North Korea’s new nuclear promises fall short — Kim Jong Un, North Korea’s leader, told South Korea’s president Wednesday that he would commit to some concrete steps toward denuclearization — including an offer to “permanently dismantle” facilities central to fuel production for nuclear warheads. But he made no promises to relinquish his nuclear weapons or missiles. Kim’s commitments fell far short of what American officials have demanded — a complete abandonment of the North’s nuclear and missile programs. Nonetheless, President Donald Trump welcomed the agreements, reached during Kim’s summit meeting in North Korea with President Moon Jae-in of South Korea, as “very exciting.”
Iran oil sanctions working so far — When President Donald Trump announced in May that he was going to withdraw the U.S. from the nuclear agreement that the Obama administration and five other countries negotiated with Iran in 2015 and reimpose sanctions on the country, the decision was fraught with potential disaster. If Trump’s approach worked too well, oil prices would spike and hurt the U.S. economy. If it failed, international companies would continue trading with Iran. But the policy has been effective. Iran’s crude exports are plummeting and remarkably, the price of oil in the U.S. has risen only modestly while gasoline prices have essentially remained flat.
Poland offers to call base Fort Trump — As brand names for high-rise towers, hotels or golf courses go, it is hard to trump Trump. But what about Fort Trump — the supposedly tongue-in-cheek name President Andrzej Duda of Poland has proposed for a U.S. military base in his country? The Polish leader discussed that proposal with President Donald Trump at the White House on Tuesday, trying to get traction for an idea his government has been pushing for months to deter any possible Russian aggression. A Polish senator later tweeted that “President Duda decided to take advantage of Trump’s vanity … and he humiliated himself, us and Trump.”
Japan’s prime minister re-elected — Japanese Prime Minister Shinzo Abe has been re-elected as head of his ruling Liberal Democratic Party in a landslide, paving the way for up to three more years as the nation’s leader. Abe handily defeated his sole challenger, Shigeru Ishiba, a former defense minister. Thursday’s decisive victory may embolden him to pursue his long-sought revision to Japan’s U.S.-drafted pacifist constitution, although the hurdles remain high and doing so would carry political risks. The 63-year-old Abe has been prime minister since December 2012. He has cemented control of his party and received support from conservatives for bringing stability and continuity to economic and diplomatic policies. With a third term as party leader, Abe is poised to become Japan’s longest-serving leader in August 2021.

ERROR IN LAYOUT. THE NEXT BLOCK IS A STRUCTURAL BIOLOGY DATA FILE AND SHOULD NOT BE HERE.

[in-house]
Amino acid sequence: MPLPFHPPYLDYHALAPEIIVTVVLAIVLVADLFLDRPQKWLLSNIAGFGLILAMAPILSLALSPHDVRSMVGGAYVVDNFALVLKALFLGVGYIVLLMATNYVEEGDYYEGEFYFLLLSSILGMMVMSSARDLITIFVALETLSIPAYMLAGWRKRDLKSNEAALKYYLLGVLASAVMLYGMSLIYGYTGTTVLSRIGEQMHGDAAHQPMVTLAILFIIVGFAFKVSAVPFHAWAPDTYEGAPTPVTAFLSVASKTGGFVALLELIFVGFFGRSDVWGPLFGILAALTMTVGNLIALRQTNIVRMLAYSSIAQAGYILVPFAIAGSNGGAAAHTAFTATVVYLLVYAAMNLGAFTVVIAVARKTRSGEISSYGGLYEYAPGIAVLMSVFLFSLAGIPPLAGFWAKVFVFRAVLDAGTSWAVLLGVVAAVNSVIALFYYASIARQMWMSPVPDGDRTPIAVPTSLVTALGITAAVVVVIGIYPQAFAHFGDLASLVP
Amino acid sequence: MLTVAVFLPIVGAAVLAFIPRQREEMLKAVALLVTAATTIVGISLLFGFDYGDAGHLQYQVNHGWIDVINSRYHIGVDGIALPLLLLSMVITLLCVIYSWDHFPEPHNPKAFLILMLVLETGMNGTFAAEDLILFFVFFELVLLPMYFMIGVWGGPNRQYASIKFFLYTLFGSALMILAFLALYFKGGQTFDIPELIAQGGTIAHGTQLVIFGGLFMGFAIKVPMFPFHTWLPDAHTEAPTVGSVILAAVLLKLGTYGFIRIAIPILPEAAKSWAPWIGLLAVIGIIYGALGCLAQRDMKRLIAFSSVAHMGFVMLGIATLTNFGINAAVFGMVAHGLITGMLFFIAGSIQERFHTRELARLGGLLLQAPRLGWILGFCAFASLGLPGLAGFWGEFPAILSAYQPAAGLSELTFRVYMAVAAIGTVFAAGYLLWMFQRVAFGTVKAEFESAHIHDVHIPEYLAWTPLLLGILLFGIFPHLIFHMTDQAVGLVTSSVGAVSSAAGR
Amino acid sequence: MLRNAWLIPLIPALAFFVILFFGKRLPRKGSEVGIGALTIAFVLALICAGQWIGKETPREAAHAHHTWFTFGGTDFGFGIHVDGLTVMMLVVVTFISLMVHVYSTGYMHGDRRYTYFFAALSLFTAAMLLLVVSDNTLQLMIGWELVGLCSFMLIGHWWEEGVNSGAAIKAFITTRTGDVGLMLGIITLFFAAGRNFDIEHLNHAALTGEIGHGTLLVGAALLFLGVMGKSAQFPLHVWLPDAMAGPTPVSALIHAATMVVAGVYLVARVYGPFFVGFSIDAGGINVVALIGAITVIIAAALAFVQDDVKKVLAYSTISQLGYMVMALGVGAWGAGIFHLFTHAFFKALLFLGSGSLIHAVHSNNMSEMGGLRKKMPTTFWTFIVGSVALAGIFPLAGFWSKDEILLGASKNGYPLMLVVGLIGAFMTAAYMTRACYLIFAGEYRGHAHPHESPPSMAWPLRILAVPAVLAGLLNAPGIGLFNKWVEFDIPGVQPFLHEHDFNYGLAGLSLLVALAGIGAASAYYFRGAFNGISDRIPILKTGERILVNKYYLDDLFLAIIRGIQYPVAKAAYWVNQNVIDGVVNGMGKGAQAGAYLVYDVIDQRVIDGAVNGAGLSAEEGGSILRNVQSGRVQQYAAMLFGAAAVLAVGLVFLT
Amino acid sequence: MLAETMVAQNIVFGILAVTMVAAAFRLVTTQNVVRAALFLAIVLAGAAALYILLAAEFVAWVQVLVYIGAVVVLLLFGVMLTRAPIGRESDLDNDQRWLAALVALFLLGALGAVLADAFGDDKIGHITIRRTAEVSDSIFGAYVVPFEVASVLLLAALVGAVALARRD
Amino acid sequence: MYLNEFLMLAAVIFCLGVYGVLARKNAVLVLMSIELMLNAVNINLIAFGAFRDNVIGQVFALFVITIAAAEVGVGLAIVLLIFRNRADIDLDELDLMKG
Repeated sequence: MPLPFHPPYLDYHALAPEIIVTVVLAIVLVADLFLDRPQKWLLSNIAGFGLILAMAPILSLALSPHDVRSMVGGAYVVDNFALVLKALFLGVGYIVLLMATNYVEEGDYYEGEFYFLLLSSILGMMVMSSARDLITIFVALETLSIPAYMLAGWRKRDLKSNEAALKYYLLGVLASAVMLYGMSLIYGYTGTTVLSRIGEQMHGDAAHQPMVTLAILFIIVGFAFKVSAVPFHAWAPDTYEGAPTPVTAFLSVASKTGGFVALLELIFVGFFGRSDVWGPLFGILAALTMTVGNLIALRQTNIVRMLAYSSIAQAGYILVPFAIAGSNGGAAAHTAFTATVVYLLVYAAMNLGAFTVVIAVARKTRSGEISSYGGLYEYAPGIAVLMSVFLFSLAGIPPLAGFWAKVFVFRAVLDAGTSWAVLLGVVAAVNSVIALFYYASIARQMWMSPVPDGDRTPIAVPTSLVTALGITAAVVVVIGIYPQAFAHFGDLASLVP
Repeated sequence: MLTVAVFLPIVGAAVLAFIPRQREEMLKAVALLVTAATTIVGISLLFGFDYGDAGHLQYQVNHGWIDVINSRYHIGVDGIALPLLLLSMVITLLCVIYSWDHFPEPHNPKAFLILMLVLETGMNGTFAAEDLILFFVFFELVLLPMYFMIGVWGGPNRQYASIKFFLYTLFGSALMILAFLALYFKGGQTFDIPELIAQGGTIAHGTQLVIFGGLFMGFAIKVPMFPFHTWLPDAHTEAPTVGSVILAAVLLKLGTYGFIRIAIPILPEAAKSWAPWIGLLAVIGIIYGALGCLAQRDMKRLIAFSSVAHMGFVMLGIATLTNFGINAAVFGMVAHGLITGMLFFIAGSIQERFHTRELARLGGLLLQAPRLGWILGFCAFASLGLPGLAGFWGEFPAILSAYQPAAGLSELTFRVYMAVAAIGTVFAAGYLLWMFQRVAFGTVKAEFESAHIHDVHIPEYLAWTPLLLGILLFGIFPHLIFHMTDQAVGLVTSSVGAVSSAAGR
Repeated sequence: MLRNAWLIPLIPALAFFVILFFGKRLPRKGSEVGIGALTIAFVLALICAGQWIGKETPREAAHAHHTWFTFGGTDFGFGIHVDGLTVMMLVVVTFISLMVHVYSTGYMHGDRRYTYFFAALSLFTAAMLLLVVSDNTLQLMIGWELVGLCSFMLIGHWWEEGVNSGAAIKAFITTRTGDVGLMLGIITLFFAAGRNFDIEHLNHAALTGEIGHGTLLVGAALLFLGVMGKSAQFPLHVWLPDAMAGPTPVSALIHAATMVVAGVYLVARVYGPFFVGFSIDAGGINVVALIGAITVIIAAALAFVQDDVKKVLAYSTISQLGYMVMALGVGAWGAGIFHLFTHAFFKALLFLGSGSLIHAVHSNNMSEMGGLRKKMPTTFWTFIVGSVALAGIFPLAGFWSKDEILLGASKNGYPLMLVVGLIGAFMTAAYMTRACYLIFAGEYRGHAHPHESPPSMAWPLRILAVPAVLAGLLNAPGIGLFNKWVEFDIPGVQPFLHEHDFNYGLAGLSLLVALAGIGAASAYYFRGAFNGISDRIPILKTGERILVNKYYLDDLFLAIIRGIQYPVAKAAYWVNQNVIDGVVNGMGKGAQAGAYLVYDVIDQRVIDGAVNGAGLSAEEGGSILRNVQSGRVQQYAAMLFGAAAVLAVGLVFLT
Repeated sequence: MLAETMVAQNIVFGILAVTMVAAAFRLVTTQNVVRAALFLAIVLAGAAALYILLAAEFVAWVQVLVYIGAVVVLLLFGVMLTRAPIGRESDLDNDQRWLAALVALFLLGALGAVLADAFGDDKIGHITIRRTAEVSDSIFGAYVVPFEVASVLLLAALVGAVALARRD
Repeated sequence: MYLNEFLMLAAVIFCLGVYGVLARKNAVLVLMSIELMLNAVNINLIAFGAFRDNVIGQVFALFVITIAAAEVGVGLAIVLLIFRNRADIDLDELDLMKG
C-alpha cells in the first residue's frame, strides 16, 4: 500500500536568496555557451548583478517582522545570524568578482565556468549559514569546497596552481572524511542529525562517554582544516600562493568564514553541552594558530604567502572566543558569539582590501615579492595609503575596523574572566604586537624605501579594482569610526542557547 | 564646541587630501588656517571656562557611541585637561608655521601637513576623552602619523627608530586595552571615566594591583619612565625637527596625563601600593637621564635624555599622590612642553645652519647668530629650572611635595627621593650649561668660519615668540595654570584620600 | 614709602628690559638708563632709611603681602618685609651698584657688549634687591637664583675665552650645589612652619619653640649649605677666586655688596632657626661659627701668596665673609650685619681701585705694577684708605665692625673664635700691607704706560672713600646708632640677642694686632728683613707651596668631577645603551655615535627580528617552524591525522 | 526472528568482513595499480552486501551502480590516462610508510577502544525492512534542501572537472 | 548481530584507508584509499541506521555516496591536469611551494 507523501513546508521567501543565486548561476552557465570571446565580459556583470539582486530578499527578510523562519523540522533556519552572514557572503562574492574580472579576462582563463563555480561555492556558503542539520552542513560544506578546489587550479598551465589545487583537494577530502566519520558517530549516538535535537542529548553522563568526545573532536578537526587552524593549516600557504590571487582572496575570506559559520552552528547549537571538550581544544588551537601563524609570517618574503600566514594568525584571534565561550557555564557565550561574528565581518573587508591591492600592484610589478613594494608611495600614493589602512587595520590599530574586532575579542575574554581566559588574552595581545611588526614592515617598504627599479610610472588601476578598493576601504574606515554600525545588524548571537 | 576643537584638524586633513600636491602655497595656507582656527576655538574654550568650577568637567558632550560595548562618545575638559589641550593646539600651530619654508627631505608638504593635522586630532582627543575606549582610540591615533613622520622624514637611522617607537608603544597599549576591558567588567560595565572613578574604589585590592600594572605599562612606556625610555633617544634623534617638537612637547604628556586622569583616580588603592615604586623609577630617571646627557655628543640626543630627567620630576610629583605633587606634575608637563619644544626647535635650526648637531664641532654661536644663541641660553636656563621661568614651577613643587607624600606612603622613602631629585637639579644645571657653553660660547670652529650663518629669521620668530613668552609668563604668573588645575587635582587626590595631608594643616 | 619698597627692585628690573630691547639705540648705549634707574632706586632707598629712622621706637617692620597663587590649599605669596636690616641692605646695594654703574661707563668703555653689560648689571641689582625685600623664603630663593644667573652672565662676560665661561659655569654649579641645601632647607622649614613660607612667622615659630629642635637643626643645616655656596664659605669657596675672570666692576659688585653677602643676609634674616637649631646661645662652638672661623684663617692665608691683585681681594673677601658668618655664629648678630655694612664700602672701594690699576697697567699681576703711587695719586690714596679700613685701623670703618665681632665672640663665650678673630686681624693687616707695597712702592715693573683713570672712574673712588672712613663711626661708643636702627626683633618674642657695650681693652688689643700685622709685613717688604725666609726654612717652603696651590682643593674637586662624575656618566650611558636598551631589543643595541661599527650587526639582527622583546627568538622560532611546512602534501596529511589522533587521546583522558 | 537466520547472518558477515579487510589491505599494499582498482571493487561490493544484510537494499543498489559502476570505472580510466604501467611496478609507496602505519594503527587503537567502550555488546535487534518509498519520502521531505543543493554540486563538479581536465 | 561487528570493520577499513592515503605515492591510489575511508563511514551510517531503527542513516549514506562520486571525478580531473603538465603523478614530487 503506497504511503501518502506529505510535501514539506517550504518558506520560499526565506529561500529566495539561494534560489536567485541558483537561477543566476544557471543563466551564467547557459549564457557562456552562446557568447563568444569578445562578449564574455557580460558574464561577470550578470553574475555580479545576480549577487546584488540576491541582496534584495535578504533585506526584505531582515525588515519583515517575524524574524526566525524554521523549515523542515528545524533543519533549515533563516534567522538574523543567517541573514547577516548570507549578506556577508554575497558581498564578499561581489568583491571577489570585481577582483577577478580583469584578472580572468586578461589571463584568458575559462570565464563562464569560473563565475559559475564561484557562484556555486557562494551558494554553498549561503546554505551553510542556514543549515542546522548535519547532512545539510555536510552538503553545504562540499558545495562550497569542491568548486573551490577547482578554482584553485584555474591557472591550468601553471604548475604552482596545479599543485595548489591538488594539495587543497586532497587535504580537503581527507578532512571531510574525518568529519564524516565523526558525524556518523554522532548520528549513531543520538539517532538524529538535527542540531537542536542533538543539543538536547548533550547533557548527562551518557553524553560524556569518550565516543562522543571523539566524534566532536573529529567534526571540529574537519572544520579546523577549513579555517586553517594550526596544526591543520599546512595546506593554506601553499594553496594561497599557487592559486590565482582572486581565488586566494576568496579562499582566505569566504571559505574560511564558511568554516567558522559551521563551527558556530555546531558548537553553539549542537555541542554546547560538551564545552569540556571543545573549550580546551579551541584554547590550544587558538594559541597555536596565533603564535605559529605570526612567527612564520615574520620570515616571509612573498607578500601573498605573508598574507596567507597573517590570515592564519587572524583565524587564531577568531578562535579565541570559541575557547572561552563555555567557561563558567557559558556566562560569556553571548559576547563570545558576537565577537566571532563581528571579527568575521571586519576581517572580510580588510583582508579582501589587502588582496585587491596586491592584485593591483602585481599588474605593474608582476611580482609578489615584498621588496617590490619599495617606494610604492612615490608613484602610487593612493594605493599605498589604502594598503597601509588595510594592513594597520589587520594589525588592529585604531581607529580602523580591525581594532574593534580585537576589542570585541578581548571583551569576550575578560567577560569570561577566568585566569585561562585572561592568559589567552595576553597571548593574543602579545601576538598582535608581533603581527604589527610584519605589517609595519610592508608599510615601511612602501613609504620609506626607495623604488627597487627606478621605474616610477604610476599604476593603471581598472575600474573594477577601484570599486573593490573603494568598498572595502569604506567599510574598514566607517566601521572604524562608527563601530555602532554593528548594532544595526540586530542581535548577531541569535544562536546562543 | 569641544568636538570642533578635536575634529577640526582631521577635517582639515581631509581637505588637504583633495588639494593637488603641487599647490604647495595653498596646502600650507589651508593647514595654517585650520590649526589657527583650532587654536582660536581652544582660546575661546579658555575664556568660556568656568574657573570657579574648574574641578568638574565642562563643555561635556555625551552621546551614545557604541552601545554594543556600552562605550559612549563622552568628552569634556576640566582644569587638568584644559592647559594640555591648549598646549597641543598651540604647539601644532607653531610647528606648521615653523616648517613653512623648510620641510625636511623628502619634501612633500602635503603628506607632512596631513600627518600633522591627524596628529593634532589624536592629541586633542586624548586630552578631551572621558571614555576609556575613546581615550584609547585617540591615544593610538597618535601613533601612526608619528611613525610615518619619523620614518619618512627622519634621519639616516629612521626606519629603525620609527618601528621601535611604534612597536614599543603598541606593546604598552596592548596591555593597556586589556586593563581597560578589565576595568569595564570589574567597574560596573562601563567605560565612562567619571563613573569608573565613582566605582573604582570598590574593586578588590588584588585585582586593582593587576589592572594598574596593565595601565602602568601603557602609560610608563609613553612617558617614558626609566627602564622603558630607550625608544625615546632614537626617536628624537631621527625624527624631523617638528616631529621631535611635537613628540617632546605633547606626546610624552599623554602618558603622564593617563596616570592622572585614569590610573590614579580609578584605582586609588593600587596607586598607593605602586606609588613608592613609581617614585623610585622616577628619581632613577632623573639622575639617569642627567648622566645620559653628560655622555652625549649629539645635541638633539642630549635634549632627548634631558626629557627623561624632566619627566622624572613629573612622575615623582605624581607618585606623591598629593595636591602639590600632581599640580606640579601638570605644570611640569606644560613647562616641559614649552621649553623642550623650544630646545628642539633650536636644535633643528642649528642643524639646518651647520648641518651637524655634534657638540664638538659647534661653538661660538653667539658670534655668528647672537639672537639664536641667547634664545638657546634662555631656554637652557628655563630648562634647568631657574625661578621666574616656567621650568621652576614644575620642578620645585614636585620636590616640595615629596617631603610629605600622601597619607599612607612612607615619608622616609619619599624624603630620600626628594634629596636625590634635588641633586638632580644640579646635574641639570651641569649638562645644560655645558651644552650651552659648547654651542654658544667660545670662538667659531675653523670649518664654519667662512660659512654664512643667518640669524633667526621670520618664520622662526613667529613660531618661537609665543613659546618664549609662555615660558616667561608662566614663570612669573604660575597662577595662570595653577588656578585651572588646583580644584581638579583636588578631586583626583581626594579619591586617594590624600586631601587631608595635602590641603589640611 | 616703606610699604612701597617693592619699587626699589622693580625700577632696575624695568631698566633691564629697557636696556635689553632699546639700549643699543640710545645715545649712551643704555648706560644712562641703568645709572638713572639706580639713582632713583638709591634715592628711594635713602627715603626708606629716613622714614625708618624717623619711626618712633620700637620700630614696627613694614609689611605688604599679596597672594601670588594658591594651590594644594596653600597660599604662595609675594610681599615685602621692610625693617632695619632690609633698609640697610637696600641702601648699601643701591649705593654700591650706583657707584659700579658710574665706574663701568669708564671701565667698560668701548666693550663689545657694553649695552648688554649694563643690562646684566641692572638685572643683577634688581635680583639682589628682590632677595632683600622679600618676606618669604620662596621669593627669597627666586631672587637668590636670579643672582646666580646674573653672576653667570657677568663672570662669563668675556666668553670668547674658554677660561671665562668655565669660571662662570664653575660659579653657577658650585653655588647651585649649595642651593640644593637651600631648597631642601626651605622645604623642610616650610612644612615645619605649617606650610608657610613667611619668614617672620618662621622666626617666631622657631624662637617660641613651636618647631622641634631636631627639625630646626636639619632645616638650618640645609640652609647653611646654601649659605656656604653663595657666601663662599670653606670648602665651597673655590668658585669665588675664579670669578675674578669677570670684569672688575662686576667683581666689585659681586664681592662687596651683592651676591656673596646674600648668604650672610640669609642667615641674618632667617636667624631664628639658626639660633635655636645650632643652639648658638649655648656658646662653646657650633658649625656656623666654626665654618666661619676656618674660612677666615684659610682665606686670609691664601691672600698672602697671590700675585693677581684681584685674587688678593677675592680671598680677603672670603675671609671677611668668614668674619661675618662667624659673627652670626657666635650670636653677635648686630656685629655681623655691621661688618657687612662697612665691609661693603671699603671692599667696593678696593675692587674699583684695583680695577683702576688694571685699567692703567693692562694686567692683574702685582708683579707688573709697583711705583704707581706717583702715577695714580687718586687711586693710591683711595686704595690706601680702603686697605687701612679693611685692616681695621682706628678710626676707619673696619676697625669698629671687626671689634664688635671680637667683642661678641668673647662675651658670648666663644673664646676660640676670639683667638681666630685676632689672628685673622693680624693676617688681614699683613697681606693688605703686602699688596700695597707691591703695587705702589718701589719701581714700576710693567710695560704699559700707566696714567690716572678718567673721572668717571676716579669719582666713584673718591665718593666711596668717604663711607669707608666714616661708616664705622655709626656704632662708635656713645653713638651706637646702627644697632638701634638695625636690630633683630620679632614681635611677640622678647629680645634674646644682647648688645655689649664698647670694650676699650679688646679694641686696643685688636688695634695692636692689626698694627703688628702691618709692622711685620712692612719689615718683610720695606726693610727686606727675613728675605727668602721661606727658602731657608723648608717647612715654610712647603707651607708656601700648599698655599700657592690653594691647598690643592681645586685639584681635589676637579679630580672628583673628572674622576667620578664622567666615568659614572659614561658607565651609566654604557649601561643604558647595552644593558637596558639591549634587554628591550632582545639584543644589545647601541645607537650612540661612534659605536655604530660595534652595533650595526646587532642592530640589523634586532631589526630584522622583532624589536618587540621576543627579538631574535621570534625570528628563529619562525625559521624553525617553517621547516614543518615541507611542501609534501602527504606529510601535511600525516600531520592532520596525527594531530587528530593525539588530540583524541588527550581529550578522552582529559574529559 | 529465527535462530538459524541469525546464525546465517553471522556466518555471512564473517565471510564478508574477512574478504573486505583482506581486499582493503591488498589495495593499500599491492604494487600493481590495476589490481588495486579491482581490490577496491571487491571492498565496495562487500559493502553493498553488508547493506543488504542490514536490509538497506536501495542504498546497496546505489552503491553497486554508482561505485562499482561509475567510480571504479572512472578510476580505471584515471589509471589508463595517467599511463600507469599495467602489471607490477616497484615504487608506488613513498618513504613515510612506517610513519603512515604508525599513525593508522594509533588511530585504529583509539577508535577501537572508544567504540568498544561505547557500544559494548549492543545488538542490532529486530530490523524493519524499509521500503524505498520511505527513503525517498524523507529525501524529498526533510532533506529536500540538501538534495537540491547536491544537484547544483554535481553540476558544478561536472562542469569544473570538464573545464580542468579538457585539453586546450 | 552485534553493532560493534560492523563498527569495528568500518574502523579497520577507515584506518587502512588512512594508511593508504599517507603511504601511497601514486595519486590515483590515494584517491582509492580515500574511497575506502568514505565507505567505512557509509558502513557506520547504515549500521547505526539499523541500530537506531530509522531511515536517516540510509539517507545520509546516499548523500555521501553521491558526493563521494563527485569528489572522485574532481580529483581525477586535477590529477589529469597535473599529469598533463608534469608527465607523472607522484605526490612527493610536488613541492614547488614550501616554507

Man opens fire at his Wisconsin office — A heavily armed man opened fire on his co-workers at a Wisconsin software company Wednesday, seriously wounding three people before being fatally shot by police as employees ran from the building or hid inside, according to investigators. Middleton Police Chief Chuck Foulke said officers shot the man within eight minutes of receiving calls about an active shooter at WTS Paradigm. Foulke said the man was armed with a semi-automatic pistol and extra ammunition, and fired at officers before he was shot. Foulke said three people were seriously injured during the attack, while a fourth person was grazed by a bullet. “I think a lot less people were injured or killed because police officers went in and neutralized the shooter,” Foulke said. The police chief said the motivation behind the attack was unclear and investigators didn’t yet know whether the gunman targeted his victims. He didn’t release the suspect’s name but said he was an employee of WTS Paradigm and lived in nearby Madison.
Carolina residents wait to go home — Exhaustion and frustration are building in the Carolinas as thousands of people wait to go home days after Hurricane Florence unleashed epic floods blamed for at least 37 deaths, including those of two women who drowned when a sheriff’s van taking them to a mental health facility was swept off a road. With the remnants of Florence finally out to sea and skies bright over rivers still swelling with muddy water, President Donald Trump visited the disaster zone, riding through soggy neighborhoods and helping pass out warm meals at a church in the hard-hit coastal town of New Bern.
Brexit talks turn toward minimal deal — With about six months to go until Britain quits the European Union, time is short and much is unresolved. But a common goal now binds British Prime Minister Theresa May and her Continental counterparts: getting a deal — perhaps any deal — to push withdrawal over the line. European leaders are weary of the endless wrangling within May’s fractious Conservative Party over Britain’s departure, known as Brexit, and fear that a political crisis could propel the country into a chaotic and economically damaging split. That has prompted a new mood of compromise that could help May and the European Union come to a compromise.
Walmart pulls Soviet-themed shirts in Lithuania — Lithuanians have little fondness for Russia. Memories of decades of brutality linger, even more than a quarter century after the fall of the Soviet Union. So a Walmart T-shirt with a hammer and sickle emblem was never likely to be a best seller there. Now, it’s not being sold at all. Lithuanian officials say Walmart, responding to their protests, has pulled the shirts from its online shelves — a move that chilled already icy relations between the countries. When Lithuania’s foreign minister, Linas Linkevicius, applauded Walmart’s decision, the Russian Foreign Ministry congratulated him sarcastically on the victory “in the important matter of T-shirts.”